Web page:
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TRAVEL GUIDES #4 - GOING FROM U.S. TO ANY 220/230/240 VOLT COUNTRY

Many appliances are what they call "multi-voltage" or "dual-voltage". If you have an electrical appliance that you want to use in a foreign country (where the voltage can be 220/230/240) and the appliance is multi-voltage (says input 100-240 volts) or dual voltage (says input 125/250 volts) you usually only need a plug adapter. The input voltage (and the watts or amps) information can usually be found on a charger but it could be anywhere on the appliance. It is often on the main body of the appliance in the same color where it can be difficult to see. Some dual voltage appliances have switches and some others are self-sensing and switch to the higher volts for you automatically.


We state that you usually only need plug adapters. We don't say definitely on purpose. There are entirely too many appliances manufactured for us to know if some have limitations or restrictions put on them. If you aren't sure contact a tech rep with the manufacturer or your retailer.


If you determine that you only need plug adapters take a look at our
World Electric Guide. It is a list of all the countries in the world showing their voltage, frequency and, when you click on the country name, it shows which plug adapter(s) are needed there. Many countries have more than one configuration so there are often more than one adapter required.


Dual voltage appliances are extremely convenient when traveling. They allow you to avoid the weight, hassle and having to deal with heavy transformers and voltage converters. They save money also because most are ungrounded and ungrounded plug adapters are less expensive and more compact than grounded adapters. Dual Voltage Appliances can be bought here and a complete set of ungrounded adapters, such as our AK-UNGR Kit, can be had for under ungrounded adapter kit AK-UNGR is available here $20.00. All of the Dual Voltage Appliances that we sell require just ungrounded plug adapters and the ungrounded adapter kit AK-UNGR is available here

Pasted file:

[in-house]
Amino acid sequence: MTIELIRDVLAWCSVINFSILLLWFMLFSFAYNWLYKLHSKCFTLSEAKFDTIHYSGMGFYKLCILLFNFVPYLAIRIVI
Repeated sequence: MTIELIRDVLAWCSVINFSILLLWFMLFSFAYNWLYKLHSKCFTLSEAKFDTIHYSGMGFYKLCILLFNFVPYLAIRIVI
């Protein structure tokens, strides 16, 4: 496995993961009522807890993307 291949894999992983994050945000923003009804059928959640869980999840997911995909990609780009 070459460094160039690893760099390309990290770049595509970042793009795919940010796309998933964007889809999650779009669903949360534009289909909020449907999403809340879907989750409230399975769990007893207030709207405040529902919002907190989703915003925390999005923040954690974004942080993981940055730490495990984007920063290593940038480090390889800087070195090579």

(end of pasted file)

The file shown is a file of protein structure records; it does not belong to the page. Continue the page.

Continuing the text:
If an appliance is not multi or dual voltage but you still want to use it when you travel, you will need a transformer or a combination transformer / solid state voltage converter. Any appliance containing any electronic components such as laptops, chargers, some hair straighteners and curling irons, etc. will require an actual transformer while many non-electronic appliances (most, but not all, hair dryers, travel irons, most curling irons, etc) can just use the solid state voltage converters and don't usually require a transformer. Unfortunately, most appliances (not necessarily hair dryers) have some type of electronic feature. Even automatic shut-off usually requires electronics.


If your appliance is not multi or dual voltage, but you still want to use it when you travel, there are voltage converters like the VCSP or the VCAP that can perform both functions with some restrictions. These voltage converters can handle both electronic appliances up to 50 watts and non-electronic appliances up to 2100 watts. Most small electronic appliances are under 50 watts. Most hair dryers are under 2100 watts. We said most, not all, so be sure to check your appliance or with the manufacturer to be sure. The VCSP and VCAP combination voltage converters all have some limitations on their use. Follow instructions carefully. Usually they can only be used for short time periods and only with ungrounded (2 pin plugs), non-electronic devices or appliances. Transformers usually have no such limitations other than to be sure you don't exceed its watt rating.